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Psychological impact and recovery after involvement in a patient safety incident: a repeated measures analysis
  1. Eva Van Gerven1,
  2. Luk Bruyneel1,
  3. Massimiliano Panella2,
  4. Martin Euwema3,
  5. Walter Sermeus1,
  6. Kris Vanhaecht1
  1. 1KU Leuven—University of Leuven Institute for Healthcare Policy, Leuven, Belgium
  2. 2Faculty of Medicine, University of Eastern Piedmont Amedeo Avogadro, Vercelli, Italy
  3. 3KU Leuven—University of Leuven Occupational & Organizational Psychology and Professional Learning, Leuven, Belgium
  1. Correspondence to Dr Kris Vanhaecht; kris.vanhaecht{at}


Objective To examine individual, situational and organisational aspects that influence psychological impact and recovery of a patient safety incident on physicians, nurses and midwives.

Design Cross-sectional, retrospective surveys of physicians, midwives and nurses.

Setting 33 Belgian hospitals.

Participants 913 clinicians (186 physicians, 682 nurses, 45 midwives) involved in a patient safety incident.

Main outcome measures The Impact of Event Scale was used to retrospectively measure psychological impact of the safety incident at the time of the event and compare it with psychological impact at the time of the survey.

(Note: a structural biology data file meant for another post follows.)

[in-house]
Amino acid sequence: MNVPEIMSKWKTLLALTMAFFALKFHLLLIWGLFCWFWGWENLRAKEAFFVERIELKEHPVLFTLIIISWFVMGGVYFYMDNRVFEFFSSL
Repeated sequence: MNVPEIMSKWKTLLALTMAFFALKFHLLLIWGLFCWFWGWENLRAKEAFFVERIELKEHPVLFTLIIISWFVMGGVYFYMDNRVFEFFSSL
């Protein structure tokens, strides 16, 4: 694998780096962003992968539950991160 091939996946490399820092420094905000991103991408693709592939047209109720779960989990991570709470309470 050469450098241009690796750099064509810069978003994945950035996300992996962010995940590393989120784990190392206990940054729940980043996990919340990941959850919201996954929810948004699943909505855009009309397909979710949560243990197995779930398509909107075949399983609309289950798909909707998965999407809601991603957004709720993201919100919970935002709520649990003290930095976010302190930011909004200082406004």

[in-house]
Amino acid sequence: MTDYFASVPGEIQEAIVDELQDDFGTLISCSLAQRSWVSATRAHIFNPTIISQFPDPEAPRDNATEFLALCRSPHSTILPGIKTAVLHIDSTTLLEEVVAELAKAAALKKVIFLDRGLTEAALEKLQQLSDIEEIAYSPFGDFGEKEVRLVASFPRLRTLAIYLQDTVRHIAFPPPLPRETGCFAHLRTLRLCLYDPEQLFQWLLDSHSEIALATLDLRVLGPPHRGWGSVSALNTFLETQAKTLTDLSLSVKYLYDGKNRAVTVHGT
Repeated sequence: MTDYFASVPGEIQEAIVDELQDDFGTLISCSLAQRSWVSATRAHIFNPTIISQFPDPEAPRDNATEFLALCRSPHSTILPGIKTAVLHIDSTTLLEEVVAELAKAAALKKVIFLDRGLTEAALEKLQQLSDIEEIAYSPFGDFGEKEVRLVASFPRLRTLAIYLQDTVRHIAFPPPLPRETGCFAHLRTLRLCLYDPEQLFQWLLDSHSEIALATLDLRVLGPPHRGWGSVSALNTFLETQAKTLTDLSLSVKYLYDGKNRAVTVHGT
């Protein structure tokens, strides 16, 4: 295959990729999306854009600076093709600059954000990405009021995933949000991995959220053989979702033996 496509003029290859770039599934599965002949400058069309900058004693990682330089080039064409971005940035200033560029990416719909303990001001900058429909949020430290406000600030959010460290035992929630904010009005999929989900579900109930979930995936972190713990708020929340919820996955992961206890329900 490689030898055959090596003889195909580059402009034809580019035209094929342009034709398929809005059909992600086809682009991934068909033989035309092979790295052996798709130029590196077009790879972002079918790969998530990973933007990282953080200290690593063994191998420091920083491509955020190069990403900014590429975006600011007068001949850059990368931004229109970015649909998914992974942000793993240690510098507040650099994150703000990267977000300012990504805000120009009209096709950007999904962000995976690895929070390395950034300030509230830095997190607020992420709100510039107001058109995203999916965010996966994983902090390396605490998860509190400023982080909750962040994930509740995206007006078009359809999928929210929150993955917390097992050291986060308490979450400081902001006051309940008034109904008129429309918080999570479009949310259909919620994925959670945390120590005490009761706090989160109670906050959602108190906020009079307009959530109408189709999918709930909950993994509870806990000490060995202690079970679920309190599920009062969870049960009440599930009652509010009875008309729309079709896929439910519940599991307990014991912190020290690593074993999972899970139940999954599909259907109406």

Results Individual, situational as well as organisational aspects influenced psychological impact and recovery of a patient safety incident. Psychological impact is higher when the degree of harm for the patient is more severe, when healthcare professionals feel responsible for the incident and among female healthcare professionals. Impact of degree of harm differed across clinicians. Psychological impact is lower among more optimistic professionals. Overall, impact decreased significantly over time. This effect was more pronounced for women and for those who feel responsible for the incident. The longer ago the incident took place, the stronger impact had decreased. Also, higher psychological impact is related with the use of a more active coping and planning coping strategy, and is unrelated to support seeking coping strategies. Rendered support and a support culture reduce psychological impact, whereas a blame culture increases psychological impact. No associations were found with job experience and resilience of the health professional, the presence of a second victim support team or guideline and working in a learning culture.

Conclusions Healthcare organisations should anticipate on providing their staff appropriate and timely support structures that are tailored to the healthcare professional involved in the incident and to the specific situation of the incident.

This is an Open Access article distributed in accordance with the Creative Commons Attribution Non Commercial (CC BY-NC 4.0) license, which permits others to distribute, remix, adapt, build upon this work non-commercially, and license their derivative works on different terms, provided the original work is properly cited and the use is non-commercial. See:

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